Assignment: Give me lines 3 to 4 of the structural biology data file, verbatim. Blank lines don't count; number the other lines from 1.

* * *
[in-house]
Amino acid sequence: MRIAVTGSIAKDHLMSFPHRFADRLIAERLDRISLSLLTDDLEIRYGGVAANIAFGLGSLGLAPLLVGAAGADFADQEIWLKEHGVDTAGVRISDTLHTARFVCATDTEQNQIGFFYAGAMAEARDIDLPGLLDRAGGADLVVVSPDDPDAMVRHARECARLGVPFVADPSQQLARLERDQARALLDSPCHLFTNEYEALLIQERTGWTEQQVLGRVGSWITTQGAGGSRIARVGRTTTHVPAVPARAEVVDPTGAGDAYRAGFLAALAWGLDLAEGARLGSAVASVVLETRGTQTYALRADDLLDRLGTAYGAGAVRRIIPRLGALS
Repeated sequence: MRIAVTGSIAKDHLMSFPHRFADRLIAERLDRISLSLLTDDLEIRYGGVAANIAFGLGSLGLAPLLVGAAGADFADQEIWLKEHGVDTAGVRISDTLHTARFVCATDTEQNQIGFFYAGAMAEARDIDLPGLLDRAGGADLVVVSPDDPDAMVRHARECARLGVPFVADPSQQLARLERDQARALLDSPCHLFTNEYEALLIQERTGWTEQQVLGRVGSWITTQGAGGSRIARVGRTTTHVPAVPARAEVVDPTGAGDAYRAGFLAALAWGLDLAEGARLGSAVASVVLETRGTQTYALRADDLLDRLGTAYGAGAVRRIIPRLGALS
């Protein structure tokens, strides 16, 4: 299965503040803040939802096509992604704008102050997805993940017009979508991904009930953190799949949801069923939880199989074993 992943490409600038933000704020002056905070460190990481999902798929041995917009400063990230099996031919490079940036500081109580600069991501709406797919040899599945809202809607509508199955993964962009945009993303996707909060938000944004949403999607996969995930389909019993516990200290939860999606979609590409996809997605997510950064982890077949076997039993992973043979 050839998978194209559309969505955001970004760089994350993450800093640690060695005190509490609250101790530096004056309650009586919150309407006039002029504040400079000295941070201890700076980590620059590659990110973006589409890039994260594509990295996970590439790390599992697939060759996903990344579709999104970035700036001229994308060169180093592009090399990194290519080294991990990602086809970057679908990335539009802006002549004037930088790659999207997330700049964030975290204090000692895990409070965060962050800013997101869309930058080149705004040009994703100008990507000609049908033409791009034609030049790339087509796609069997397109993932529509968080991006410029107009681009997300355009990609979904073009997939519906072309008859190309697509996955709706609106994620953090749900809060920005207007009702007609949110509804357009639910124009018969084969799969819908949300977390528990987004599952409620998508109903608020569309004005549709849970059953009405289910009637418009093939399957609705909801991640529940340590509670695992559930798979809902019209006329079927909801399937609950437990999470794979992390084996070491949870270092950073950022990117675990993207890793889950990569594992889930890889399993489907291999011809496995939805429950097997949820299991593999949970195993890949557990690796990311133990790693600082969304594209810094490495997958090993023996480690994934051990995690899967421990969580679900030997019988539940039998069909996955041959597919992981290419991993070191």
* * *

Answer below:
Repeated sequence: MRIAVTGSIAKDHLMSFPHRFADRLIAERLDRISLSLLTDDLEIRYGGVAANIAFGLGSLGLAPLLVGAAGADFADQEIWLKEHGVDTAGVRISDTLHTARFVCATDTEQNQIGFFYAGAMAEARDIDLPGLLDRAGGADLVVVSPDDPDAMVRHARECARLGVPFVADPSQQLARLERDQARALLDSPCHLFTNEYEALLIQERTGWTEQQVLGRVGSWITTQGAGGSRIARVGRTTTHVPAVPARAEVVDPTGAGDAYRAGFLAALAWGLDLAEGARLGSAVASVVLETRGTQTYALRADDLLDRLGTAYGAGAVRRIIPRLGALS
């Protein structure tokens, strides 16, 4: 299965503040803040939802096509992604704008102050997805993940017009979508991904009930953190799949949801069923939880199989074993 992943490409600038933000704020002056905070460190990481999902798929041995917009400063990230099996031919490079940036500081109580600069991501709406797919040899599945809202809607509508199955993964962009945009993303996707909060938000944004949403999607996969995930389909019993516990200290939860999606979609590409996809997605997510950064982890077949076997039993992973043979 050839998978194209559309969505955001970004760089994350993450800093640690060695005190509490609250101790530096004056309650009586919150309407006039002029504040400079000295941070201890700076980590620059590659990110973006589409890039994260594509990295996970590439790390599992697939060759996903990344579709999104970035700036001229994308060169180093592009090399990194290519080294991990990602086809970057679908990335539009802006002549004037930088790659999207997330700049964030975290204090000692895990409070965060962050800013997101869309930058080149705004040009994703100008990507000609049908033409791009034609030049790339087509796609069997397109993932529509968080991006410029107009681009997300355009990609979904073009997939519906072309008859190309697509996955709706609106994620953090749900809060920005207007009702007609949110509804357009639910124009018969084969799969819908949300977390528990987004599952409620998508109903608020569309004005549709849970059953009405289910009637418009093939399957609705909801991640529940340590509670695992559930798979809902019209006329079927909801399937609950437990999470794979992390084996070491949870270092950073950022990117675990993207890793889950990569594992889930890889399993489907291999011809496995939805429950097997949820299991593999949970195993890949557990690796990311133990790693600082969304594209810094490495997958090993023996480690994934051990995690899967421990969580679900030997019988539940039998069909996955041959597919992981290419991993070191």